In the latest Fortune 500 list, published Thursday, you’ll find a new record: As of June 1, 33 of the companies on the ranking of highest-grossing firms will be led by female CEOs for the first time ever.
To be sure, that sum represents a disproportionately small share of the group as a whole; just 6.6%. But it also marks a considerable jump from last year’s total of 24, or 4.8%.
The uptick in female CEOs this year is largely the result of women being named chief executive in the last 12 months, such as Best Buy’s Corie Barry, Northrop Grumman’s Kathy Warden, and Land O’Lakes’ Beth Ford. In fact, the 33rd CEO to make the list did so just this week, when home goods retailer Bed Bath & Beyond tapped Mary Winston as its interim CEO amid pressure from a trio of activist investors.
Two of the new additions—Williams-Sonoma CEO Laura Alber and Advanced Micro Devices CEO Lisa Su—have held their jobs for years, since 2010 and 2014, respectively. They’re joining the club now because their companies have surpassed the Fortune 500’s revenue cut-off of $5.575 billion.
The relative barrage of new female CEOs runs counter to last year’s narrative, when the departure of high-profile chief executives—Hewlett Packard Enterprise’s Meg Whitman, Mondelez’s Irene Rosenfeld, Campbell Soup’s Denise Morrison—pushed the count down to 24.
The number of female CEOs in the Fortune 500 is, of course, vulnerable to the whims of individual companies, but, as a whole, it can also be seen as a barometer of women’s standing in the business world.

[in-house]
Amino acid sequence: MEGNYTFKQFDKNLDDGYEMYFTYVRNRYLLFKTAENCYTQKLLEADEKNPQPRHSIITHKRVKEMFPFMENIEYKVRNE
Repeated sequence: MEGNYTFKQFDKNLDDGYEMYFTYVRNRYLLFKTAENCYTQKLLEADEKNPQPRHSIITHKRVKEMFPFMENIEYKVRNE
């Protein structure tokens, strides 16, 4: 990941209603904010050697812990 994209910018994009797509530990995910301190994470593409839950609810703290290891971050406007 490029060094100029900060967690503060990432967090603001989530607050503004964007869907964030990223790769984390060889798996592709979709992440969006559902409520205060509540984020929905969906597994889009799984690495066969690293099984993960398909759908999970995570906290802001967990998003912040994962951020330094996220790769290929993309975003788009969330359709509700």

So what might be behind the net increase of nine in one year’s time? In a word: boards.
“We are seeing women and minorities on boards ticking up, and boards have a lot to do with who becomes CEOs,” says Lorraine Hariton, CEO of Catalyst, a nonprofit consulting and research firm focused on women in the workplace. Fifteen years ago, women accounted for 15.7% of board seats in the Fortune 500. Now, it’s 25.5%. The increase has come as institutional investors—citing research on the business benefits of diverse leadership—have pushed for new blood in boardrooms.
Christy Glass, a professor at Utah State University who focuses on gender inequality and race and ethnicity in work and leadership, says her research with co-author Alison Cook “has shown that when boards are well-integrated with women, women are much more likely to be appointed CEOs.” The push for board diversity, she says, “may be paying off in terms of women appointed as CEOs.”
What’s more, her research has found that having a gender-diverse board also increases the likelihood that women CEOs have lengthier tenures; women CEOs in the Fortune 500 overall have shorter stints than their male counterparts—42 months versus 60.
While the new Fortune 500 list marks a record for total number of female CEOs, it also continues a troubling trend: that so few of those chief executives are non-white women. Last year’s tally included PepsiCo’s Indra Nooyi, who’s Indian-American, and PG&E CEO Geisha Williams, who’s Latina. Both left their posts in recent months, as Nooyi retired, and Williams departed amid PG&E’s wildfire crisis. Bed Bath & Beyond’s Mary Winston is the first black woman to serve as a Fortune 500 CEO since Xerox’s Ursula Burns stepped down two-and-a-half years ago, although Winston is in an interim post.
Down the line, this problem may be helped by the board diversity push too, Glass says. “Our research suggests that when women lead companies at the board rank and as CEOs, [there’s] more attention [paid] to equality policies and practices. So one added bonus of the growth of women directors is that CEOs place more emphasis on recruiting, retaining, and advancing people of color.”
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This story has been updated to correct the x axis of the female CEOs chart.